Disaster prevention cheaper than disaster recovery

Breaking and entering into websites for malicious purposes has been and will continue to be a big problem. Particularly with database-driven content management systems such as Drupal and WordPress where known vulnerabilities exist, the risk and probability of intrusion and disruption is high.  The question is not if, but when, your site will be hacked.  All you have to do is watch the security advisories on sites like Drupal.org/security and WordPress.org to see and appreciate the number of threats and how the open source community rallies against these threats. There are multiple vulnerabilities and critical core patches that need constant updating.

When a website is hacked it is, at a minimum, an inconvenience. It can also be embarrassing, destabilizing, destructive, and costly to repair and restore. It could disrupt your entire organization and workflow if your organization depends on your website being up and running 24/7. In the long run, disaster prevention is less costly and less stressful than disaster recovery. So, we should lean forward and be proactive. There are several layers of defense that can be taken if you want to be proactive in mitigating risk and disaster recovery planning, including;

  1. Managed hosting. There are a few basic types of hosting companies and services including; grid hosting, shared hosting, virtual private server, managed hosting, and dedicated hosting. Some people liken the hosting options to living in a mid-rise apartment to living in a townhouse to living in a single family home.  Of course, there are also extended options ranging from sleeping under a bridge to living in an island estate.  The cheapest hosting options are probably the riskiest.  Anything less than $10/month falls under these categories and includes provides like Hostgater, 1and1, and Godaddy.  When you get to enterprise level hosting, you should expect higher levels of security monitoring, incident response, data protection, and backup service.  The really good ones also provide configuration management tools and cache.  Providers in this category includes Pantheon, Contegix, AWS, and Acquia.
  2. Website security.  There are also website security platforms that provide platform as a service (paas) and cache.  Providers such as Sucuri, Reblaze, Symantec, Comodo, and Cloudflare have plans that clean hacked sites infected with malware and protects from attacks such as DDoS, brute force, and exploited vulnerabilities.  Services include detection (continuous monitoring, incident alerts, remote scanning, server side scanner), protection (website firewall, block hackers, DDos mitigration, virtual patching and hardening, and zero-day exploit prevention), and response (complete hack cleanup, dedicated security analysis, blacklist removal requests, quarantined backups, and full cleanup report). For $25-$400/month, you can subscribe to their firewall and intrusion prevention system.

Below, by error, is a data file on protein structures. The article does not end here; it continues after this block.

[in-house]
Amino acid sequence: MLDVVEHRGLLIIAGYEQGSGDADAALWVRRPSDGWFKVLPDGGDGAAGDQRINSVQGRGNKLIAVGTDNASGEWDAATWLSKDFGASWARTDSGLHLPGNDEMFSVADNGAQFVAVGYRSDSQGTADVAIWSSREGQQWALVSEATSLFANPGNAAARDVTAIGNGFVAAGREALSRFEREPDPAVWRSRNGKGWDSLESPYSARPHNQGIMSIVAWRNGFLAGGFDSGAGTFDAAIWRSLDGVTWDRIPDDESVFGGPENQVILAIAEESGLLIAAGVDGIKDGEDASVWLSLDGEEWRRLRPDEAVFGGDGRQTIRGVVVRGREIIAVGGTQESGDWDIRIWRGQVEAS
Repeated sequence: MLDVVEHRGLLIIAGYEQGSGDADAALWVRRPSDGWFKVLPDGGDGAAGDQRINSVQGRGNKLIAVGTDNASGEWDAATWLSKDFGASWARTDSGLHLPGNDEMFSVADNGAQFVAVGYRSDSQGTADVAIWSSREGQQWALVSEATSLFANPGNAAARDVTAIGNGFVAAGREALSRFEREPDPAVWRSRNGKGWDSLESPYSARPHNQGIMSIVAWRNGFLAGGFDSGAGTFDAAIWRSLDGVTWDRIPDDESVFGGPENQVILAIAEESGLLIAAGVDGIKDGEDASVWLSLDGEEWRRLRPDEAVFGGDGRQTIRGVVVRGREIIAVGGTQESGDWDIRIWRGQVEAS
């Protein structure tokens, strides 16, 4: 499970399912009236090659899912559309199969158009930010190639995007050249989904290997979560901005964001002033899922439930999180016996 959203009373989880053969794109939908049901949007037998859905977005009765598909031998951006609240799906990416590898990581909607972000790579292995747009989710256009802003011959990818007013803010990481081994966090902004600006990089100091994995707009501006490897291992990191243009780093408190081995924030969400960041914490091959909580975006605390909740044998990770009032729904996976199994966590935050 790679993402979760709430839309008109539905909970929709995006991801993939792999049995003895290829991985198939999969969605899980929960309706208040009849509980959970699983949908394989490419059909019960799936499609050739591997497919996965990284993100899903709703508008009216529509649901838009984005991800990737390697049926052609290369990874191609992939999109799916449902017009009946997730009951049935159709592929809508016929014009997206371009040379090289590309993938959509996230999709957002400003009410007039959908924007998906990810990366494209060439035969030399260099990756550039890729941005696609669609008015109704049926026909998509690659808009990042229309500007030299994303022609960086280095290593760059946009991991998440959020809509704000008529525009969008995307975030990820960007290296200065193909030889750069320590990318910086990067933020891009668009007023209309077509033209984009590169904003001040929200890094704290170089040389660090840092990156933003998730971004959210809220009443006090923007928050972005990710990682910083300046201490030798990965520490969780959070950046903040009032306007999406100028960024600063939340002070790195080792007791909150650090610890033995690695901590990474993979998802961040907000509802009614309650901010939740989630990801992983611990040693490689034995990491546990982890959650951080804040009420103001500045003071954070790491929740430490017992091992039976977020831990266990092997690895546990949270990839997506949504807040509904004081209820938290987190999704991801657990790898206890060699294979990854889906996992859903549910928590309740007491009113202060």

3. Scheduled security patches and updates. The difference between this and the other options is that the other folks only deal with the server.  They don’t deal with the CMS application, per se.  If you are running Drupal, WordPress, or Joomla, for example, the hosting company and security platform may not touch the CMS application (Pantheon and Acquia would be the exceptions).  So, if you really want to be proactive, you need somebody to perform scheduled maintenance on a monthly basis to install the latest security patches and updates.  In addition, you need somebody to subscribe to the security forums and if an emergency patch is produced for a newly discovered vulnerability, you want that to happen within 24 hours of the patching being made available. This focuses exclusively on the CMS core, modules, and plugins portion of the code, while managed hosting and website security platforms focus on the server, firewall, backups, etc. The key to security is eternal vigilance.

Drupal-specific security. Best security practices for Drupal include:

  1. Keep Drupal updated
  2. Use HTTPS for everything across every page of the entire site
  3. Audit configuration for security problems
  4. Audit code for security problems and code vulnerabilities
  5. Identify vulnerabilities and perform remediation in Drupal configuration and modules
  6. Identify vulnerabilities and perform remediation in components including Apache, PHP, MySQL
  7. Audit user permissions to ensure appropriate access and privileges throughout site
  8. Review Drupal log files for code errors, debug messages, and failed user account actions
  9. Provide analysis of website activity and infrastructure performance
  10. Watch text filtering and input formats
  11. Two-factor authentication
  12. Harden Drupal site with additional security modules (below)

There are several Drupal modules that also help with security, including:


If you need a hand security your website, planning for disaster, or are in the middle of a crisis; please give us a call.

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